Ammonia is a compound of nitrogen and hydrogen. This means its molecule lacks carbon atoms, thus doesn’t emit CO2 during combustion. It potentially could be exploited for a truly zero carbon propulsion.
However, nowadays most ammonia derives from natural gas, which is not a net-zero product.
At RINA, we strongly believe that ammonia can help decarbonize the shipping sector and our next-gen Project Managers will need to address this challenge and find a way to use clean ammonia as a fuel for ships.
We think ammonia could be playing a critical role in the decarbonization of the shipping sector and, on 1 May 2021, we published the first edition of our rules for the use of “Ammonia as fuel”.
Last year we also signed a Joint Development Project Agreement with the Shanghai Merchant Ship Design & Research Institute (SDARI) to develop a ground-breaking ship design capable of being fueled by either ammonia or methanol.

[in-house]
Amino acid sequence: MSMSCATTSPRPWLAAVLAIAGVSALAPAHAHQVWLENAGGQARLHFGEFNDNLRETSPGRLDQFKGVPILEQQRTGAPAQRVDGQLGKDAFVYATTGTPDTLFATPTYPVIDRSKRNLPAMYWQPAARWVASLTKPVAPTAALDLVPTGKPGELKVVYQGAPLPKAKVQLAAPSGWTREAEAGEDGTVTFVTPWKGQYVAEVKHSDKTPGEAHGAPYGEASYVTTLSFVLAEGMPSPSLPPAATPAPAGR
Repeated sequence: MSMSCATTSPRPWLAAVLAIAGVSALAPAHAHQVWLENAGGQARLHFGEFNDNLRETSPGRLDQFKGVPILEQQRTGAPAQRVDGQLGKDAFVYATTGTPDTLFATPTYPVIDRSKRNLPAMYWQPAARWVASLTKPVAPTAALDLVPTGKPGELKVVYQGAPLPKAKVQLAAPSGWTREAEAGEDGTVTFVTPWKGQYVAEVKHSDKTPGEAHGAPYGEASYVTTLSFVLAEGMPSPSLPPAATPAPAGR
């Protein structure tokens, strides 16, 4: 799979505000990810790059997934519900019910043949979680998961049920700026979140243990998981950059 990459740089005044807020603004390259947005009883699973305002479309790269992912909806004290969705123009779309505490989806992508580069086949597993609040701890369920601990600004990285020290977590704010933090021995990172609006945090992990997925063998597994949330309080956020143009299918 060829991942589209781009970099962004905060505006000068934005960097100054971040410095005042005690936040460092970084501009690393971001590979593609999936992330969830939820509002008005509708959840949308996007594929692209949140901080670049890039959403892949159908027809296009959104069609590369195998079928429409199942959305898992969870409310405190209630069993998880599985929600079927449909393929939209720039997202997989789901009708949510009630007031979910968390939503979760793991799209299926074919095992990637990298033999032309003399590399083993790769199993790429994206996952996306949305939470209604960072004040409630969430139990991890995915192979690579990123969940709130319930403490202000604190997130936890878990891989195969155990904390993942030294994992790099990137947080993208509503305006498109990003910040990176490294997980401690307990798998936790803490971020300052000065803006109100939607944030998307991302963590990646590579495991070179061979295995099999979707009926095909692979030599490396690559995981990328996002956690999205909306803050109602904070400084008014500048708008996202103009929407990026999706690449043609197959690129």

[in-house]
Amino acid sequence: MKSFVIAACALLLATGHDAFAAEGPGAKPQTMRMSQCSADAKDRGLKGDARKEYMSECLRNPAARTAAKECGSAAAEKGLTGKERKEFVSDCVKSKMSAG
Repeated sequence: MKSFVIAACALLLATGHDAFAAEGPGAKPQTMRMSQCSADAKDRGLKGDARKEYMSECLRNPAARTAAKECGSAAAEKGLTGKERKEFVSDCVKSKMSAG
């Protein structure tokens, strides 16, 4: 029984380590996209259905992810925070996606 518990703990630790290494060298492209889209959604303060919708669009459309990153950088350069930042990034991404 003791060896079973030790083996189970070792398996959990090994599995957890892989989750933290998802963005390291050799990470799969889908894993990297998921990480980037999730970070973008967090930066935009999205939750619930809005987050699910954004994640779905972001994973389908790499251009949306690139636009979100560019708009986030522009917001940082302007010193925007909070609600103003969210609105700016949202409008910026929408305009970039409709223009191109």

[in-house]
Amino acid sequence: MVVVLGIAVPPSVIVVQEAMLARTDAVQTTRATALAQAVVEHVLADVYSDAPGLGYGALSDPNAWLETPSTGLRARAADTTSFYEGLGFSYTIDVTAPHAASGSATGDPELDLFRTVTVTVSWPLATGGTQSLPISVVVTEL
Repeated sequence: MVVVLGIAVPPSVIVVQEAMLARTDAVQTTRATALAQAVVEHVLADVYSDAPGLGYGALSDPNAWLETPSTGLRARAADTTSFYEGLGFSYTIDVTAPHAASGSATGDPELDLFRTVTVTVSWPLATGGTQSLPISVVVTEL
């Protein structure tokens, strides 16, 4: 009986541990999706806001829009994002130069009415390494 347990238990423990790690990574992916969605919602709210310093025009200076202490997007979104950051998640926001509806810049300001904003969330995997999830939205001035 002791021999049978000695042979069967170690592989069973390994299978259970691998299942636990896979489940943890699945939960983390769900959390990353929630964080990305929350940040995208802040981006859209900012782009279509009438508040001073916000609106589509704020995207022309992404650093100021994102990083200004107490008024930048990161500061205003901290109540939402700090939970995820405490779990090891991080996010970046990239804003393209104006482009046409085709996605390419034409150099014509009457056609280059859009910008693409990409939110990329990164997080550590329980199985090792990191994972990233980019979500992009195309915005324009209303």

It is the first project to investigate using both methanol and ammonia in a tanker ship.
Ammonia is not ready yet for bunkering in all ports - as it should be for immediate and widespread use -, but the design of a new ship can already consider how a vessel can be arranged to use ammonia as fuel. For this reason, in addition to the above-mentioned rules, we also published the requirements to get an additional class notation “Ammonia Ready” on a traditionally fueled ship.